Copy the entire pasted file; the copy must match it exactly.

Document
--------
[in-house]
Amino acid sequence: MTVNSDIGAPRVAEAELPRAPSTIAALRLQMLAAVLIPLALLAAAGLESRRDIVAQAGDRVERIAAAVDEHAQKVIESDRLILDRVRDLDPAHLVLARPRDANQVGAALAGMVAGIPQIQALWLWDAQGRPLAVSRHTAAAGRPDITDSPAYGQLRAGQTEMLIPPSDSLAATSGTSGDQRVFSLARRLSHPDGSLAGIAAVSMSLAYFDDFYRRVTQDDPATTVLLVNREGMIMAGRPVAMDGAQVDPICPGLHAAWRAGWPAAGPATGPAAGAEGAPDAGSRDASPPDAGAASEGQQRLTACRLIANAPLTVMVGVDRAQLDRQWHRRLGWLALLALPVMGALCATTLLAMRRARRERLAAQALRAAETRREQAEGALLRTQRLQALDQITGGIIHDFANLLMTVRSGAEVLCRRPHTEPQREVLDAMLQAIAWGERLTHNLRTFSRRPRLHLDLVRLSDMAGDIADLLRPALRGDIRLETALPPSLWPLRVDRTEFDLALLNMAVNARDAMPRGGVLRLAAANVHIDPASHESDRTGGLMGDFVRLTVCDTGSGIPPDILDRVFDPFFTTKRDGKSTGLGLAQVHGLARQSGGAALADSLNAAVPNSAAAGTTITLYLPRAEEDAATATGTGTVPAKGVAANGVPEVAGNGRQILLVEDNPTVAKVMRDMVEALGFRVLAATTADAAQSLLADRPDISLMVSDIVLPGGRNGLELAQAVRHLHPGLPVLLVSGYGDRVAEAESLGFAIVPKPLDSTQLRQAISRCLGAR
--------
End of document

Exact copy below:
[in-house]
Amino acid sequence: MTVNSDIGAPRVAEAELPRAPSTIAALRLQMLAAVLIPLALLAAAGLESRRDIVAQAGDRVERIAAAVDEHAQKVIESDRLILDRVRDLDPAHLVLARPRDANQVGAALAGMVAGIPQIQALWLWDAQGRPLAVSRHTAAAGRPDITDSPAYGQLRAGQTEMLIPPSDSLAATSGTSGDQRVFSLARRLSHPDGSLAGIAAVSMSLAYFDDFYRRVTQDDPATTVLLVNREGMIMAGRPVAMDGAQVDPICPGLHAAWRAGWPAAGPATGPAAGAEGAPDAGSRDASPPDAGAASEGQQRLTACRLIANAPLTVMVGVDRAQLDRQWHRRLGWLALLALPVMGALCATTLLAMRRARRERLAAQALRAAETRREQAEGALLRTQRLQALDQITGGIIHDFANLLMTVRSGAEVLCRRPHTEPQREVLDAMLQAIAWGERLTHNLRTFSRRPRLHLDLVRLSDMAGDIADLLRPALRGDIRLETALPPSLWPLRVDRTEFDLALLNMAVNARDAMPRGGVLRLAAANVHIDPASHESDRTGGLMGDFVRLTVCDTGSGIPPDILDRVFDPFFTTKRDGKSTGLGLAQVHGLARQSGGAALADSLNAAVPNSAAAGTTITLYLPRAEEDAATATGTGTVPAKGVAANGVPEVAGNGRQILLVEDNPTVAKVMRDMVEALGFRVLAATTADAAQSLLADRPDISLMVSDIVLPGGRNGLELAQAVRHLHPGLPVLLVSGYGDRVAEAESLGFAIVPKPLDSTQLRQAISRCLGAR